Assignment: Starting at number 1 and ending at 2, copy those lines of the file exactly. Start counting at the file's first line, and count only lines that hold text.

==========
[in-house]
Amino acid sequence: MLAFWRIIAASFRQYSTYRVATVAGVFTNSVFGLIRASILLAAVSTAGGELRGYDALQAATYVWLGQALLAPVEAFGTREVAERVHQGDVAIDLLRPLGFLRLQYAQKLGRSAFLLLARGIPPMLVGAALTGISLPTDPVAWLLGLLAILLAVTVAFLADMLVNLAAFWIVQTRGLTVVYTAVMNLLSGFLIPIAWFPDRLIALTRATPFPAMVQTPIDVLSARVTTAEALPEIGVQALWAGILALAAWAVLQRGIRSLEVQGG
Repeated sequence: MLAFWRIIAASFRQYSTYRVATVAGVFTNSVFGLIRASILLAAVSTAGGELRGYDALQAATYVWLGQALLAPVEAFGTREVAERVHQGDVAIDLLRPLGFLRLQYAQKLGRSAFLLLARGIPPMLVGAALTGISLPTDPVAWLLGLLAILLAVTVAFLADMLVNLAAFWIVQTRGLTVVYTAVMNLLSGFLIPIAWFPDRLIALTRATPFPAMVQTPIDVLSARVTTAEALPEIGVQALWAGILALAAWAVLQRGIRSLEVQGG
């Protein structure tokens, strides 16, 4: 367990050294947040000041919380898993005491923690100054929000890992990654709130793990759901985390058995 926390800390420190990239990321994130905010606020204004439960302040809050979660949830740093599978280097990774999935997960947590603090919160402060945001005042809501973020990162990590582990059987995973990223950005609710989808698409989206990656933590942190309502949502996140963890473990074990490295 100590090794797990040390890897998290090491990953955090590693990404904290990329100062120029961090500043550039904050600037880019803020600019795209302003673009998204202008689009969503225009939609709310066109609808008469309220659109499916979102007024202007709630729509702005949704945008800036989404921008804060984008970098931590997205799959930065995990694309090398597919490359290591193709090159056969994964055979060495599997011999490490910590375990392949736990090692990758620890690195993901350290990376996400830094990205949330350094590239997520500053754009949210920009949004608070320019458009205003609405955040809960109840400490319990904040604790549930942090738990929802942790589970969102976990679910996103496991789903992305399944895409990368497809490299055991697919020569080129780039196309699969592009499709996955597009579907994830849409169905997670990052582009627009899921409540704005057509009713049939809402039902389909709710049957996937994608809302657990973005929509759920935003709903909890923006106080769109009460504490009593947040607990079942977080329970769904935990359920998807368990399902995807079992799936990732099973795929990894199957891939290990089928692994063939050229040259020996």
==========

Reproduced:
[in-house]
Amino acid sequence: MLAFWRIIAASFRQYSTYRVATVAGVFTNSVFGLIRASILLAAVSTAGGELRGYDALQAATYVWLGQALLAPVEAFGTREVAERVHQGDVAIDLLRPLGFLRLQYAQKLGRSAFLLLARGIPPMLVGAALTGISLPTDPVAWLLGLLAILLAVTVAFLADMLVNLAAFWIVQTRGLTVVYTAVMNLLSGFLIPIAWFPDRLIALTRATPFPAMVQTPIDVLSARVTTAEALPEIGVQALWAGILALAAWAVLQRGIRSLEVQGG